## zvar        : treecov

Create a SpatialPoints data frame, and plot it:

## Object of class SpatialPointsDataFrame
## Coordinates:
##       min    max
## x -179.75 179.75
## y  -55.75  83.25
## Is projected: FALSE 
## proj4string :
## [+proj=longlat +datum=WGS84 +ellps=WGS84 +towgs84=0,0,0]
## Number of points: 60480
## Data attributes:
##     treecov     
##  Min.   :-2.00  
##  1st Qu.:-1.00  
##  Median :-1.00  
##  Mean   :20.22  
##  3rd Qu.:42.00  
##  Max.   :80.00

Convert the points to polygons.

## Object of class SpatialPolygonsDataFrame
## Coordinates:
##    min   max
## x -180 180.0
## y  -56  83.5
## Is projected: FALSE 
## proj4string :
## [+proj=longlat +datum=WGS84 +ellps=WGS84 +towgs84=0,0,0]
## Data attributes:
##     treecov     
##  Min.   :-2.00  
##  1st Qu.:-1.00  
##  Median :-1.00  
##  Mean   :20.22  
##  3rd Qu.:42.00  
##  Max.   :80.00

Plot the treecover polygons.

Write out the shapefiles.

3.2 Project the treecover points and polygons

Project and plot the shapefiles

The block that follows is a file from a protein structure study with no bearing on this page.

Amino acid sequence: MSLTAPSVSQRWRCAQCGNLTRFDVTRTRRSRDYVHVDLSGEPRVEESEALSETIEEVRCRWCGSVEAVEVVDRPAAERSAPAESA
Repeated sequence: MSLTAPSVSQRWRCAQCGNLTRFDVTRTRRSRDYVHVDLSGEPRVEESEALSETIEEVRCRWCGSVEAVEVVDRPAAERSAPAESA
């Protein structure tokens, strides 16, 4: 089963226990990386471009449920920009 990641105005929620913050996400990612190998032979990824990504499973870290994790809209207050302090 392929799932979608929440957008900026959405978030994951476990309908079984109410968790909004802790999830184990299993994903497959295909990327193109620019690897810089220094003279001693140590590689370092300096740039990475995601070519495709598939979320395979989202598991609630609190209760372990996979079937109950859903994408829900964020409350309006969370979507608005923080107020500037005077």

## Object of class SpatialPointsDataFrame
## Coordinates:
##         min      max
## x -14606972 16782196
## y  -5913980  8319388
## Is projected: TRUE 
## proj4string : [+proj=robin +lon_0=0w +ellps=WGS84]
## Number of points: 60480
## Data attributes:
##     treecov     
##  Min.   :-2.00  
##  1st Qu.:-1.00  
##  Median :-1.00  
##  Mean   :20.22  
##  3rd Qu.:42.00  
##  Max.   :80.00

## Object of class SpatialPolygonsDataFrame
## Coordinates:
##         min      max
## x -14636489 16811803
## y  -5939113  8334404
## Is projected: TRUE 
## proj4string : [+proj=robin +lon_0=0w +ellps=WGS84]
## Data attributes:
##     treecov     
##  Min.   :-2.00  
##  1st Qu.:-1.00  
##  Median :-1.00  
##  Mean   :20.22  
##  3rd Qu.:42.00  
##  Max.   :80.00

Write out the projected shapefiles.

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4 Map the GCDv3 charcoal records